PORT-AU-PRINCE, Haiti – At least eight people were killed in a Haitian slum during a gang feud set off by the weekend murder of a police officer, a U.N. official said.
A former rebel leader who helped topple Haiti's first freely elected president criticized its newest one, accusing President Rene Preval's government of being soft on armed gangs and failing to stem a bloody tide of street violence.
Breaking a long silence, Guy Philippe said efforts by Preval and Prime Minister Jacques Edouard Alexis to negotiate a peace agreement with the gangs has not reduced killings and kidnappings in the capital of Port-au-Prince.
"The Alexis-Preval government hasn't done anything to stop the insecurity," Philippe said in an interview Tuesday with Haitian broadcaster Radio Metropole. "The prime minister is still negotiating with gangs ... and there have been no results."
Philippe's remarks, his first in months, add to growing calls by Haitian legislators and business leaders for a tougher stance against the gangs, which clash frequently with each other, and with U.N. peacekeepers in Port-au-Prince's slums.
The latest to fall appeared to be gang members shot to death between Sunday and Tuesday, U.N. police spokesman Fred Blaze said Wednesday.
The violence in the Martissant slum erupted Sunday after unknown attackers shot and killed an off-duty police officer who had just voted in local and municipal elections.
The officer's killing reignited an ongoing battle between the rival Grand Ravine and Ti Manchet gangs, which are blamed for a wave of shootings and killings in recent months, Blaze said. The link between the officer's death and the gang killings was not immediately clear.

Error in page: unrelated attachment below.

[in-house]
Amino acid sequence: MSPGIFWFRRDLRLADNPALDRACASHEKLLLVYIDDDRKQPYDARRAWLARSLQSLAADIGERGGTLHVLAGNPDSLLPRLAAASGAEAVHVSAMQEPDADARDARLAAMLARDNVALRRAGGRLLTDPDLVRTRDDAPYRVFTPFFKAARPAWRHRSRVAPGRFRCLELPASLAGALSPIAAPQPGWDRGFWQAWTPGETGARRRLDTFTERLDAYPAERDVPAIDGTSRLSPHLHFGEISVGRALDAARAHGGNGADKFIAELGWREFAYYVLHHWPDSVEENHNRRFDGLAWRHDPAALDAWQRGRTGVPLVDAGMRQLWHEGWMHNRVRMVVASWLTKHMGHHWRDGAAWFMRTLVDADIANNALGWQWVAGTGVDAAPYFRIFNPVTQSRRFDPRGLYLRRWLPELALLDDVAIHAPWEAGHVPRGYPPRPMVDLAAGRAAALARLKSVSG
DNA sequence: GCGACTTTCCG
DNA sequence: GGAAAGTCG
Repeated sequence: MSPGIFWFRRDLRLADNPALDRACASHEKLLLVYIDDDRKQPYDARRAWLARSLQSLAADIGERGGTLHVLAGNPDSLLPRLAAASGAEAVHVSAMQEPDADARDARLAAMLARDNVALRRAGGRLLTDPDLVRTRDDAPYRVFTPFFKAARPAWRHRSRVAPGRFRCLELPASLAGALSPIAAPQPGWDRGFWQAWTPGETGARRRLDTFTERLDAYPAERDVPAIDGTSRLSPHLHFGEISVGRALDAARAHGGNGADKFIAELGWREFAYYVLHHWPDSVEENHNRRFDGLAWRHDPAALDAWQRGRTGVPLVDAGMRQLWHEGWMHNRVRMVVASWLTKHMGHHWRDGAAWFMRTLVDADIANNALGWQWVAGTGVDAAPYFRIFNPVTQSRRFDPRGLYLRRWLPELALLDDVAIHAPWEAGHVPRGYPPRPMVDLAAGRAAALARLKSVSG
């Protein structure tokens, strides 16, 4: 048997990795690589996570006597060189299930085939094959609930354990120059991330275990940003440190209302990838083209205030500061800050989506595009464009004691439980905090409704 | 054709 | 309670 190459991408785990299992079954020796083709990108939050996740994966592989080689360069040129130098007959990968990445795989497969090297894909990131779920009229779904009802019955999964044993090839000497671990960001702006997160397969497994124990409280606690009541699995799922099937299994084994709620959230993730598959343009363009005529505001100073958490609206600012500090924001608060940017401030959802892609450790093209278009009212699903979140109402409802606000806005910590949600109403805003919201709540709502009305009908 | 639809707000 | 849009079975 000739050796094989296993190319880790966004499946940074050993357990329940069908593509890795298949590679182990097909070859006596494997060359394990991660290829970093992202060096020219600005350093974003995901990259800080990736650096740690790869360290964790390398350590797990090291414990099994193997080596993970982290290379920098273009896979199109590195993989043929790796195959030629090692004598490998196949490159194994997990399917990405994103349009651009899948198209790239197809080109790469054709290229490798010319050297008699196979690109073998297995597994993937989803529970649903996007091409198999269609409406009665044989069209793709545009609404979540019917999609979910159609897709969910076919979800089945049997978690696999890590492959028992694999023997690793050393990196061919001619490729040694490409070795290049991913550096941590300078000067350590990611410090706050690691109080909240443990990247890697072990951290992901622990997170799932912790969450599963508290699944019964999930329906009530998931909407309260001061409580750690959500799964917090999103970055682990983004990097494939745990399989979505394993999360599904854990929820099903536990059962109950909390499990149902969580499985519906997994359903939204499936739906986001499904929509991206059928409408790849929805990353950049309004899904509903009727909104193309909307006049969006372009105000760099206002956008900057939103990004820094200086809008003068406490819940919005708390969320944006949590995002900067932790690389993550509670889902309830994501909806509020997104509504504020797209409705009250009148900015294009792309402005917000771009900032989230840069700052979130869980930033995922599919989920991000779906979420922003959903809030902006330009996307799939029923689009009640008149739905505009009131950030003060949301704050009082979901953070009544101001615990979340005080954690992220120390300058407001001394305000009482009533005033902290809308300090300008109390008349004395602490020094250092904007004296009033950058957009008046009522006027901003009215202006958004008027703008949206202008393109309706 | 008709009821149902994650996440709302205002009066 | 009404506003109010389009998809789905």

Haitian television showed images Tuesday night of victims laying face down in the street, their arms and legs bound. The bodies of two victims were found burned inside a car.
Barricades of flaming tires went up around the slum Wednesday morning as residents fled, traumatized by three days of shooting, local media reported.
U.N. peacekeepers have increased patrols in the area but were limited in how much they could do, Blaze said.
"Whenever they want to fight, they wait for our patrols to leave and start fighting. That's why it's been so hard" to prevent attacks, he said.
An 8,800-strong U.N. peacekeeping force arrived in Haiti in June 2004 to stabilize the impoverished Caribbean nation.
Philippe, an ex-police chief, was the main leader of a 2004 rebel uprising that ousted former President Jean-Bertrand Aristide. He retreated from the spotlight after losing his bid for the presidency in February elections to Preval, Aristide's former ally.